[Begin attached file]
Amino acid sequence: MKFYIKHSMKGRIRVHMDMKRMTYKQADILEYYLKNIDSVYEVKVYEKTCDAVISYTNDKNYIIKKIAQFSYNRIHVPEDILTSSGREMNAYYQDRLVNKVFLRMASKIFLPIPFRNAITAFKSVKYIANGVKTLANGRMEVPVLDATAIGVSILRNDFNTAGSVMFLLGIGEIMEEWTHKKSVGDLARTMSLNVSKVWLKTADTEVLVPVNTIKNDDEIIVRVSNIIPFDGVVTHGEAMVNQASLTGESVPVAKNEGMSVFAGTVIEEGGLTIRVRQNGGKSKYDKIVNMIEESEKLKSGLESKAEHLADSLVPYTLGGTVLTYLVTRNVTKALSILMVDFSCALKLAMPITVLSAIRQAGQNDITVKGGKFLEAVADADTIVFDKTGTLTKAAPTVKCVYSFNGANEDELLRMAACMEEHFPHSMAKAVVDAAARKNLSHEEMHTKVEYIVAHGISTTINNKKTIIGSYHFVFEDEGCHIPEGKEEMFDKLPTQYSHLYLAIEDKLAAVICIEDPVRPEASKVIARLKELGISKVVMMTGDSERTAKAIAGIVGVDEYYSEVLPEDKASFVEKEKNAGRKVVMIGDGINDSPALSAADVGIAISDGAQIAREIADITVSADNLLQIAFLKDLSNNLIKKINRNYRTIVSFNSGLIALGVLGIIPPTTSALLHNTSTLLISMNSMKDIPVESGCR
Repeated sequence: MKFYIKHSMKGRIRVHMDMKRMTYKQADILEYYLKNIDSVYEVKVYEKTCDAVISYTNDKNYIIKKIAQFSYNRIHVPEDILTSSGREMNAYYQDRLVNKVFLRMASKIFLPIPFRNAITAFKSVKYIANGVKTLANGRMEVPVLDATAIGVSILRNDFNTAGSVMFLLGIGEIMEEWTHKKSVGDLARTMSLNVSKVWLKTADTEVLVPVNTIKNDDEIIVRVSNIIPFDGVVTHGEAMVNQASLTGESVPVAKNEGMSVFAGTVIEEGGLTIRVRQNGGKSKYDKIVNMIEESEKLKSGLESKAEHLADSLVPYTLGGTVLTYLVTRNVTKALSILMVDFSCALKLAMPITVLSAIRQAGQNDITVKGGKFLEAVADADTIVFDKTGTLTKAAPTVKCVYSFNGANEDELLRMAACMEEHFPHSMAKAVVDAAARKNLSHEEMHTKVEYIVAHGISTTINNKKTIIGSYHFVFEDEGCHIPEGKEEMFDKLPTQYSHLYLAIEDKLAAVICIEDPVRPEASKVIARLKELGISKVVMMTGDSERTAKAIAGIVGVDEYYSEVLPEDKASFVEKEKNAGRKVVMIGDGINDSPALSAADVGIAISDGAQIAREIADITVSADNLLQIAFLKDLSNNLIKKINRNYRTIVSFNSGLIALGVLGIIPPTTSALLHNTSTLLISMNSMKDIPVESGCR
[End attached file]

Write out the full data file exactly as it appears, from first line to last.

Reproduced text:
Amino acid sequence: MKFYIKHSMKGRIRVHMDMKRMTYKQADILEYYLKNIDSVYEVKVYEKTCDAVISYTNDKNYIIKKIAQFSYNRIHVPEDILTSSGREMNAYYQDRLVNKVFLRMASKIFLPIPFRNAITAFKSVKYIANGVKTLANGRMEVPVLDATAIGVSILRNDFNTAGSVMFLLGIGEIMEEWTHKKSVGDLARTMSLNVSKVWLKTADTEVLVPVNTIKNDDEIIVRVSNIIPFDGVVTHGEAMVNQASLTGESVPVAKNEGMSVFAGTVIEEGGLTIRVRQNGGKSKYDKIVNMIEESEKLKSGLESKAEHLADSLVPYTLGGTVLTYLVTRNVTKALSILMVDFSCALKLAMPITVLSAIRQAGQNDITVKGGKFLEAVADADTIVFDKTGTLTKAAPTVKCVYSFNGANEDELLRMAACMEEHFPHSMAKAVVDAAARKNLSHEEMHTKVEYIVAHGISTTINNKKTIIGSYHFVFEDEGCHIPEGKEEMFDKLPTQYSHLYLAIEDKLAAVICIEDPVRPEASKVIARLKELGISKVVMMTGDSERTAKAIAGIVGVDEYYSEVLPEDKASFVEKEKNAGRKVVMIGDGINDSPALSAADVGIAISDGAQIAREIADITVSADNLLQIAFLKDLSNNLIKKINRNYRTIVSFNSGLIALGVLGIIPPTTSALLHNTSTLLISMNSMKDIPVESGCR
Repeated sequence: MKFYIKHSMKGRIRVHMDMKRMTYKQADILEYYLKNIDSVYEVKVYEKTCDAVISYTNDKNYIIKKIAQFSYNRIHVPEDILTSSGREMNAYYQDRLVNKVFLRMASKIFLPIPFRNAITAFKSVKYIANGVKTLANGRMEVPVLDATAIGVSILRNDFNTAGSVMFLLGIGEIMEEWTHKKSVGDLARTMSLNVSKVWLKTADTEVLVPVNTIKNDDEIIVRVSNIIPFDGVVTHGEAMVNQASLTGESVPVAKNEGMSVFAGTVIEEGGLTIRVRQNGGKSKYDKIVNMIEESEKLKSGLESKAEHLADSLVPYTLGGTVLTYLVTRNVTKALSILMVDFSCALKLAMPITVLSAIRQAGQNDITVKGGKFLEAVADADTIVFDKTGTLTKAAPTVKCVYSFNGANEDELLRMAACMEEHFPHSMAKAVVDAAARKNLSHEEMHTKVEYIVAHGISTTINNKKTIIGSYHFVFEDEGCHIPEGKEEMFDKLPTQYSHLYLAIEDKLAAVICIEDPVRPEASKVIARLKELGISKVVMMTGDSERTAKAIAGIVGVDEYYSEVLPEDKASFVEKEKNAGRKVVMIGDGINDSPALSAADVGIAISDGAQIAREIADITVSADNLLQIAFLKDLSNNLIKKINRNYRTIVSFNSGLIALGVLGIIPPTTSALLHNTSTLLISMNSMKDIPVESGCR